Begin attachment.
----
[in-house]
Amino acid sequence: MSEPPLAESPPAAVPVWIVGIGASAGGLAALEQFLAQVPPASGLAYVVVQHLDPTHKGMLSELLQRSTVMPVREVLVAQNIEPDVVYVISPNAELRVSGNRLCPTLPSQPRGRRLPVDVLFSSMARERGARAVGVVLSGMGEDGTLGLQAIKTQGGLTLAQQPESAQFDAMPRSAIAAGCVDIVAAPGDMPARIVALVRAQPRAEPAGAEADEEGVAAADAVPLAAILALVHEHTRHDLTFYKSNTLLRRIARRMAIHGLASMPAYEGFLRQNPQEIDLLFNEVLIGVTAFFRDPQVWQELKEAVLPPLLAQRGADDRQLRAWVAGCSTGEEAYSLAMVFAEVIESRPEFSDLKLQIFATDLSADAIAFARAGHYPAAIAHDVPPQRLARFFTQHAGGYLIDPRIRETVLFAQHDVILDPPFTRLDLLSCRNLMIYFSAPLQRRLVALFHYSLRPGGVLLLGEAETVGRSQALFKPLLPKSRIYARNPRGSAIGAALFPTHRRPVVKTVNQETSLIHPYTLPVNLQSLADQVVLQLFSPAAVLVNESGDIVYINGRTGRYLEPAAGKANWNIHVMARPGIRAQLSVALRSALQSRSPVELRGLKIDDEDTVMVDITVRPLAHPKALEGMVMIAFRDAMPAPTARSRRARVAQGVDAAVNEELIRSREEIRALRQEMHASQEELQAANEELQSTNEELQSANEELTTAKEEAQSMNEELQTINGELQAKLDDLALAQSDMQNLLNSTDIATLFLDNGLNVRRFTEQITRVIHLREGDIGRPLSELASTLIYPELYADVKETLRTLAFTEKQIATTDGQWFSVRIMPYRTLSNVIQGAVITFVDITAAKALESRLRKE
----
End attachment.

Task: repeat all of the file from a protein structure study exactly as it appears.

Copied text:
[in-house]
Amino acid sequence: MSEPPLAESPPAAVPVWIVGIGASAGGLAALEQFLAQVPPASGLAYVVVQHLDPTHKGMLSELLQRSTVMPVREVLVAQNIEPDVVYVISPNAELRVSGNRLCPTLPSQPRGRRLPVDVLFSSMARERGARAVGVVLSGMGEDGTLGLQAIKTQGGLTLAQQPESAQFDAMPRSAIAAGCVDIVAAPGDMPARIVALVRAQPRAEPAGAEADEEGVAAADAVPLAAILALVHEHTRHDLTFYKSNTLLRRIARRMAIHGLASMPAYEGFLRQNPQEIDLLFNEVLIGVTAFFRDPQVWQELKEAVLPPLLAQRGADDRQLRAWVAGCSTGEEAYSLAMVFAEVIESRPEFSDLKLQIFATDLSADAIAFARAGHYPAAIAHDVPPQRLARFFTQHAGGYLIDPRIRETVLFAQHDVILDPPFTRLDLLSCRNLMIYFSAPLQRRLVALFHYSLRPGGVLLLGEAETVGRSQALFKPLLPKSRIYARNPRGSAIGAALFPTHRRPVVKTVNQETSLIHPYTLPVNLQSLADQVVLQLFSPAAVLVNESGDIVYINGRTGRYLEPAAGKANWNIHVMARPGIRAQLSVALRSALQSRSPVELRGLKIDDEDTVMVDITVRPLAHPKALEGMVMIAFRDAMPAPTARSRRARVAQGVDAAVNEELIRSREEIRALRQEMHASQEELQAANEELQSTNEELQSANEELTTAKEEAQSMNEELQTINGELQAKLDDLALAQSDMQNLLNSTDIATLFLDNGLNVRRFTEQITRVIHLREGDIGRPLSELASTLIYPELYADVKETLRTLAFTEKQIATTDGQWFSVRIMPYRTLSNVIQGAVITFVDITAAKALESRLRKE